The John and Ruth Sowden House

 

In the 1920s, while assisting his father on various projects, such as the Aline Barnsdall Hollyhock House in East Hollywood, Lloyd Wright also began his own independent career with a number of works in the Los Angeles area. Perhaps most recognizable and well-regarded was the Mayan-influenced John and Ruth Sowden House, located at 5121 Franklin Avenue in Los Angeles’ Los Feliz neighborhood, which appeared in such films as L.A. Confidential and as Ava Gardner’s residence in The Aviator. Although not well received at the time, the home’s use of decorative concrete blocks would eventually become popular and is now seen as a signature characteristic of Lloyd Wright’s California homes, as well as those of his father.

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Exterior and interior views of The John and Ruth Sowden House, 5121 Franklin Avenue, Los Angeles, California. Photos courtesy of The Sowden House

The Frank Lloyd Wright Jr. Home and Studio

 

Lot 365, the Lloyd Wright dining table and chairs in our upcoming auction, were made specifically for another of Lloyd Wright’s best residential projects from the period: the architect’s own home and studio at 858 North Doheny Drive in West Hollywood. Completed in 1927, this beautifully compact, 2,413-square-foot space was arranged into two separate units — one for living and one for work. Again, decorative concrete blocks were used here, this time in an interlocking, stylized Joshua Tree motif. By the 1990s, the home had fallen into a state of disrepair, some interior elements were let go, and a full restoration was undertaken by Lloyd Wright’s son, architect Eric Lloyd Wright.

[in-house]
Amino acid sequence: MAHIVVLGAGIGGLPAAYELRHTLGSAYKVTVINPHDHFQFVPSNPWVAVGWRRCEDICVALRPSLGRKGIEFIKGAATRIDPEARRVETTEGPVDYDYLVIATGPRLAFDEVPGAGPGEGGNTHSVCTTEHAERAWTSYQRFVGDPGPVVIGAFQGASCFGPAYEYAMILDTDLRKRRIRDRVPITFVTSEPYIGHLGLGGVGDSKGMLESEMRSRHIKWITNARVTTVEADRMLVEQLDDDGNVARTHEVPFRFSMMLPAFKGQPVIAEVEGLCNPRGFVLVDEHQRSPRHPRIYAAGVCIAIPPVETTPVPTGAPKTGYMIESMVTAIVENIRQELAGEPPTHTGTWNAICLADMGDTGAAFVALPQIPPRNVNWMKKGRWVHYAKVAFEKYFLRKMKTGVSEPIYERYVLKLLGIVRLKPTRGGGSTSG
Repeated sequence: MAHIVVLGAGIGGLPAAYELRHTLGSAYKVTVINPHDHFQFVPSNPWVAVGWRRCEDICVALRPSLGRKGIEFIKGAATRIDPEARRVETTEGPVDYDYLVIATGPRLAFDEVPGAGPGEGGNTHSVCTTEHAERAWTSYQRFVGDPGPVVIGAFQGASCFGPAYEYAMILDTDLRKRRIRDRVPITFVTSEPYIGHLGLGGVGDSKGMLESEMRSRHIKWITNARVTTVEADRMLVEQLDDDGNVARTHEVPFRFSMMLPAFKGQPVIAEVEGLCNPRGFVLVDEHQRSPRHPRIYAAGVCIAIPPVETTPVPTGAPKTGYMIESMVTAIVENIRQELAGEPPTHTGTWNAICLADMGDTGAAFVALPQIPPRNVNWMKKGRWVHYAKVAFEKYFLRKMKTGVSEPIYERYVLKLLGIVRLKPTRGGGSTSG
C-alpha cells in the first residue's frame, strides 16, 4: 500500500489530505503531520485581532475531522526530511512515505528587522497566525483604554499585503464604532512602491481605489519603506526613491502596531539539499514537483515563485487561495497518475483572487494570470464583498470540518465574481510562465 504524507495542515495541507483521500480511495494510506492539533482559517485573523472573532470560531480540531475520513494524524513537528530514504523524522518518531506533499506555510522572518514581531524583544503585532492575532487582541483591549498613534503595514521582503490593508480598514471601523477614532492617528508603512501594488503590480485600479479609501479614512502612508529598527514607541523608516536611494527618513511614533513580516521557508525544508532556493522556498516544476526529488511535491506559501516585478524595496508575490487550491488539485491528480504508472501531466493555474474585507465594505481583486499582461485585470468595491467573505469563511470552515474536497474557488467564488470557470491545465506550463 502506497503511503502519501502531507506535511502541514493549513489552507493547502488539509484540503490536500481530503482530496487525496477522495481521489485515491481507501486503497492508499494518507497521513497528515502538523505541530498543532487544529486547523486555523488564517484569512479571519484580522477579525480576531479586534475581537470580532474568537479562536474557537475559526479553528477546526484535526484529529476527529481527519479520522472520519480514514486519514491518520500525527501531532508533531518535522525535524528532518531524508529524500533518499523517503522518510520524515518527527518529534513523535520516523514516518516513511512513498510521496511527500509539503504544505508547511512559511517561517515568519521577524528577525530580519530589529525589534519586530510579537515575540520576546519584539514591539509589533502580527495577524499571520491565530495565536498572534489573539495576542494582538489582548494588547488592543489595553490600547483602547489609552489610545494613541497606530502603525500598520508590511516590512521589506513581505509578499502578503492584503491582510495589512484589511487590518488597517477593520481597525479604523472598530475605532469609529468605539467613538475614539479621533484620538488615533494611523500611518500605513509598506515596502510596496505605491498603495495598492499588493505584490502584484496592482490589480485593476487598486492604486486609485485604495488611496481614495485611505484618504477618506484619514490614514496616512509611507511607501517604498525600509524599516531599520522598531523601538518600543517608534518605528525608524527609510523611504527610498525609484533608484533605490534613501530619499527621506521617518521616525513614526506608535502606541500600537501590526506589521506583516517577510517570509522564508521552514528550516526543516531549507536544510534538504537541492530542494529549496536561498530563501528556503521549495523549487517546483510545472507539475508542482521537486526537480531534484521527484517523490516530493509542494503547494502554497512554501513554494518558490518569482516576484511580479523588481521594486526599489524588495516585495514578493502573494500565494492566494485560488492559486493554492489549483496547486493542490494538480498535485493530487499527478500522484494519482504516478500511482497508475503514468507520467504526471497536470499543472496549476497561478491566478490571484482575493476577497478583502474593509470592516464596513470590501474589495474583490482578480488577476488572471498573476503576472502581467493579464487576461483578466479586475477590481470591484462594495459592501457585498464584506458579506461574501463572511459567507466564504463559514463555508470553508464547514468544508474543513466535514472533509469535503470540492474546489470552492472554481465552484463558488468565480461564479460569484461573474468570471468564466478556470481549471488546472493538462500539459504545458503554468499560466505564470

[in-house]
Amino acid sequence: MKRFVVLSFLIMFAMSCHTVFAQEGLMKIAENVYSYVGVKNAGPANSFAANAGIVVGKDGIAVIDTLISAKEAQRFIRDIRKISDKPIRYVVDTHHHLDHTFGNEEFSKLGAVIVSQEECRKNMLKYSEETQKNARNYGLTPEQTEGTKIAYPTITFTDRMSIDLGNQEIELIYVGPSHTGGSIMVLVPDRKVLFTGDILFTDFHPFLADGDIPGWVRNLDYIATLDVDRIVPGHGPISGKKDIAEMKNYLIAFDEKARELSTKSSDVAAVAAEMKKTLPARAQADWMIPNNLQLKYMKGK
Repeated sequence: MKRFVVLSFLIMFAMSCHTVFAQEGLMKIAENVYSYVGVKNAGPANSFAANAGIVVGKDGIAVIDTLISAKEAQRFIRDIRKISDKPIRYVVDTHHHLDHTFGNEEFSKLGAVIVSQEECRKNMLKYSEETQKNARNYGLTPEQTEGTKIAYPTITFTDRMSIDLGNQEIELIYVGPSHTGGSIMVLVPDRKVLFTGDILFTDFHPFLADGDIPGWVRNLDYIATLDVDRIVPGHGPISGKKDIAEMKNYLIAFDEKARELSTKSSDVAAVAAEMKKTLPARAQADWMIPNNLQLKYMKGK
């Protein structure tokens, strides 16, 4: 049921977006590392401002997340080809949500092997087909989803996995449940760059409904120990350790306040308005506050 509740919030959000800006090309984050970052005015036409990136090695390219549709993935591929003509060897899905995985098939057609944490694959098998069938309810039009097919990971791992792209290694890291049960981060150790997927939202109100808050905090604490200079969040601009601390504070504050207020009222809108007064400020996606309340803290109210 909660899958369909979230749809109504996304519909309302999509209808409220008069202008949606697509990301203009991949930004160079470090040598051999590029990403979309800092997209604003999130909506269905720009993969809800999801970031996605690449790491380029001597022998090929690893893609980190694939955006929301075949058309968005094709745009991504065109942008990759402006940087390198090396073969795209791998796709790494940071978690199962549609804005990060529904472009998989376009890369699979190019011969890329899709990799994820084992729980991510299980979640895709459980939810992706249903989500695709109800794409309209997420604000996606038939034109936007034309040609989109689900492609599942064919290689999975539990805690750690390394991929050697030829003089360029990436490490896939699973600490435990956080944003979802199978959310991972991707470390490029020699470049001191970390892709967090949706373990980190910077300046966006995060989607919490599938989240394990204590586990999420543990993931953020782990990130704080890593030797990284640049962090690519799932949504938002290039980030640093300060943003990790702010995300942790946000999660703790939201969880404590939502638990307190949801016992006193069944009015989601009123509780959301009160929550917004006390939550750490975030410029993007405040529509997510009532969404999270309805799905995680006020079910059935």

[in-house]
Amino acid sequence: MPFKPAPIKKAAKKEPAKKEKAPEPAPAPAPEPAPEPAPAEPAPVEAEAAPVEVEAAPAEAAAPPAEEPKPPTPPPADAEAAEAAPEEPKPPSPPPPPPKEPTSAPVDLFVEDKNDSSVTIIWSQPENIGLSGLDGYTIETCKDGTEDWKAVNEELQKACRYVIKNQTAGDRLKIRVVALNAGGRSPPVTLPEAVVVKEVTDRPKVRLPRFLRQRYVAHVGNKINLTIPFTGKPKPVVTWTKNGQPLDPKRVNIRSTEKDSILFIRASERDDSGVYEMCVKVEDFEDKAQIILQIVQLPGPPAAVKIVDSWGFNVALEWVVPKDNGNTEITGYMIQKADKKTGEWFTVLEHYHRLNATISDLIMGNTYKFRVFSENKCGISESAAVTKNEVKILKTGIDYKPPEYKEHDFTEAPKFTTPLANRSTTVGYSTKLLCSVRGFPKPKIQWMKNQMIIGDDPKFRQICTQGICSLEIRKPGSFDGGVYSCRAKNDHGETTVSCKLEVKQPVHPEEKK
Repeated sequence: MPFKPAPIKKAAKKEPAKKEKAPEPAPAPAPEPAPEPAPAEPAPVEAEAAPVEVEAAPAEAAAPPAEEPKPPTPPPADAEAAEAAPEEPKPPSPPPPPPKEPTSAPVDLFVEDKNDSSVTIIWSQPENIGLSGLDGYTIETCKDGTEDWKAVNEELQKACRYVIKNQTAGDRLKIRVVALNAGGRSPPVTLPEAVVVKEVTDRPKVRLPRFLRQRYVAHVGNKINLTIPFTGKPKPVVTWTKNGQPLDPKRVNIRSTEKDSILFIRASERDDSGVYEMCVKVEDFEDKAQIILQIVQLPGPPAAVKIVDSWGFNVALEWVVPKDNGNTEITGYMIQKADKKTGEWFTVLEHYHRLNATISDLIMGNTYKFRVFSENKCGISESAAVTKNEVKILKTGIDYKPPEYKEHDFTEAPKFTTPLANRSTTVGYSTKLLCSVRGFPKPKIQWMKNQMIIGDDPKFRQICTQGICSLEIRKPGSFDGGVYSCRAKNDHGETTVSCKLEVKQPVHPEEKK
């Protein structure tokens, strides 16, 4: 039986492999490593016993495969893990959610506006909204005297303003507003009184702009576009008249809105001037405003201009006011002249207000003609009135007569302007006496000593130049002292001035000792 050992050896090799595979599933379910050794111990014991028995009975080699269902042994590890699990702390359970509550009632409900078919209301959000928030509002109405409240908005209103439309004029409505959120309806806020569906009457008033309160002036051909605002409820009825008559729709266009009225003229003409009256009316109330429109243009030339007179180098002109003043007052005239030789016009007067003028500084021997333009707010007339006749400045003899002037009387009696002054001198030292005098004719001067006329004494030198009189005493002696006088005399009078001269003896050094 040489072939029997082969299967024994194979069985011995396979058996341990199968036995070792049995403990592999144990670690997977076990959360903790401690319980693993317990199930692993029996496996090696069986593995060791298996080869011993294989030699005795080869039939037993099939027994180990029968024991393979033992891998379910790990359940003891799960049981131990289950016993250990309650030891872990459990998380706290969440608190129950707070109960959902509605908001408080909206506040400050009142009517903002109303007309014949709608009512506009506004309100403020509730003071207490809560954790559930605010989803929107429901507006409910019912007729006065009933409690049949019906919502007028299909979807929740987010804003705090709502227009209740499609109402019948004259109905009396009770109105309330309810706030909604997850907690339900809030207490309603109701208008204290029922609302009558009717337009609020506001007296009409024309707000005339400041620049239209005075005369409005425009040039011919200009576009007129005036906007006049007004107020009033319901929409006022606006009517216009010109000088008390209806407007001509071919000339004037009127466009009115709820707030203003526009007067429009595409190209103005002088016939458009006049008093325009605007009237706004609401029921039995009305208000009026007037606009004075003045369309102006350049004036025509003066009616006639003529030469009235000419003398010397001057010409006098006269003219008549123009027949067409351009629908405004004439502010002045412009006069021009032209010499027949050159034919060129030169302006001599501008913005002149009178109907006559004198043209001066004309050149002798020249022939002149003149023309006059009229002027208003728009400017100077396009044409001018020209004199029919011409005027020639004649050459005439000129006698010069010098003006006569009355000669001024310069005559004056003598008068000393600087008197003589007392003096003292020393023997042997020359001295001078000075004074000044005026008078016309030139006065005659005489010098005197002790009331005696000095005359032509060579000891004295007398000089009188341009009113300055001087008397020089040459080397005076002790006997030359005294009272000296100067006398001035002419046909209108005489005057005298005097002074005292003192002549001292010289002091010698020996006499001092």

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Exterior and interior views of The Frank Lloyd Wright Jr. Home and Studio, 858 North Doheny Drive, West Hollywood, California. Photos courtesy of CARETS / John Aaroe Group via Architect Magazine

Other Architecture in Los Angeles by Lloyd Wright

 

If not for carrying the Frank Lloyd Wright name, and working in the shadow of his father, it is likely that the beautiful architecture and design of Lloyd Wright would be even more greatly appreciated today. We invite you to research this somewhat lesser-known yet highly accomplished architect. In addition to The Frank Lloyd Wright Jr. Home and Studio and The John and Ruth Sowden House, other notable Lloyd Wright-designed homes from the 1920s in Southern California include: The Martha Taggart House, 2158 Live Oak Drive, Los Angeles, California; The Henry O. Bollman House, 1530 North Ogden Drive, Los Angeles, California; The James Derby House, 2535 East Chevy Chase Drive, Glendale, California; and The Louis Samuel-Ramon Novarro Residence, 5609 Valley Oak Drive, Los Angeles, California.

[top left] The Martha Taggart House, 2158 Live Oak Drive, Los Angeles, California. Photo courtesy of USModernist / Modernist Archive, Inc.
[top right] The Henry O. Bollman House, 1530 North Ogden Drive, Los Angeles, California. Photo courtesy of USModernist / Modernist Archive, Inc.
[bottom left] The James Derby House, 2535 East Chevy Chase Drive, Glendale, California. Photo courtesy of Curbed Los Angeles
[bottom right] The Louis Samuel-Ramon Novarro Residence, 5609 Valley Oak Drive, Los Angeles, California. Photo courtesy of The Los Angeles Conservancy